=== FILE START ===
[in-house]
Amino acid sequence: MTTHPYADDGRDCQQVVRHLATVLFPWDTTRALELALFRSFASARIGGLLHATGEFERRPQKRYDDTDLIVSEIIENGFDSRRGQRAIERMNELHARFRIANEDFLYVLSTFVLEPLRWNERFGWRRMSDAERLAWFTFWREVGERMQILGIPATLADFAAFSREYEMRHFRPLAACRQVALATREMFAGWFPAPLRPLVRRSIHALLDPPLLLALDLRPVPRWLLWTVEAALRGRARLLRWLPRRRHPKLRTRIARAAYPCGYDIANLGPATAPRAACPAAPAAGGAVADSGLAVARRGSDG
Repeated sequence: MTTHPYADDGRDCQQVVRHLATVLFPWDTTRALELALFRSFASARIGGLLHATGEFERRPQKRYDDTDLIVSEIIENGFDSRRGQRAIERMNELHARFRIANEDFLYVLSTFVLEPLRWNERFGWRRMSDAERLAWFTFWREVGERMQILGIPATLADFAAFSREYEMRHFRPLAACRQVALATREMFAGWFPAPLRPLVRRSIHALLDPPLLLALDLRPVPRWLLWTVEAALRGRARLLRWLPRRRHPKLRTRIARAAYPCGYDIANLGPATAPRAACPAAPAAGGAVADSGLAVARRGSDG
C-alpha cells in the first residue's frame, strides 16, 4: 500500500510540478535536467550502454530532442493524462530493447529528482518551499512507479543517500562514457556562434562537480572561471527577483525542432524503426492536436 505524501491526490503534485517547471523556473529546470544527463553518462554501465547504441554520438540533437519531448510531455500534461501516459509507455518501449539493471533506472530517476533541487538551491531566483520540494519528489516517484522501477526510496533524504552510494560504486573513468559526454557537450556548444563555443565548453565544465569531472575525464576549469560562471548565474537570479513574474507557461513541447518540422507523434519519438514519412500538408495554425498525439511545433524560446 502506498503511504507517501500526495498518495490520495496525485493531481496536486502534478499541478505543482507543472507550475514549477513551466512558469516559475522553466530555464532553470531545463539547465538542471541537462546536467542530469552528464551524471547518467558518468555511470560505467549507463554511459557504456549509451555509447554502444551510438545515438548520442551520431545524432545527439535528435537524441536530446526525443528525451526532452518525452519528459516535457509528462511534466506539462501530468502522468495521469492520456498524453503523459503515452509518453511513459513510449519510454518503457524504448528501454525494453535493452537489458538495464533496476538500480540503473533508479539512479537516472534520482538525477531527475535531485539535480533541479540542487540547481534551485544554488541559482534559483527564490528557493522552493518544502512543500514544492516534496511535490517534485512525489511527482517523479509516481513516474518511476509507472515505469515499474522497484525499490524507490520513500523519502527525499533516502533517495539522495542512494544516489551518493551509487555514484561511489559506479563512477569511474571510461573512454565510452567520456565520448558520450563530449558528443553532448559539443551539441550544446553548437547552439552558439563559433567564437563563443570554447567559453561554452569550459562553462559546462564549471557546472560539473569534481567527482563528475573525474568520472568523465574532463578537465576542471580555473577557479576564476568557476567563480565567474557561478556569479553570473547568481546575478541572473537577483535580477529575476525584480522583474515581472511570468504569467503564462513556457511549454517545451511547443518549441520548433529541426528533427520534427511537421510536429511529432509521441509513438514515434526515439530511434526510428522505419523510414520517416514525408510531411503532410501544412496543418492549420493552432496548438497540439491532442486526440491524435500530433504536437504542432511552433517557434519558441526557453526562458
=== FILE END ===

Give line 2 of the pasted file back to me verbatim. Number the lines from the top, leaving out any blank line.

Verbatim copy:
Amino acid sequence: MTTHPYADDGRDCQQVVRHLATVLFPWDTTRALELALFRSFASARIGGLLHATGEFERRPQKRYDDTDLIVSEIIENGFDSRRGQRAIERMNELHARFRIANEDFLYVLSTFVLEPLRWNERFGWRRMSDAERLAWFTFWREVGERMQILGIPATLADFAAFSREYEMRHFRPLAACRQVALATREMFAGWFPAPLRPLVRRSIHALLDPPLLLALDLRPVPRWLLWTVEAALRGRARLLRWLPRRRHPKLRTRIARAAYPCGYDIANLGPATAPRAACPAAPAAGGAVADSGLAVARRGSDG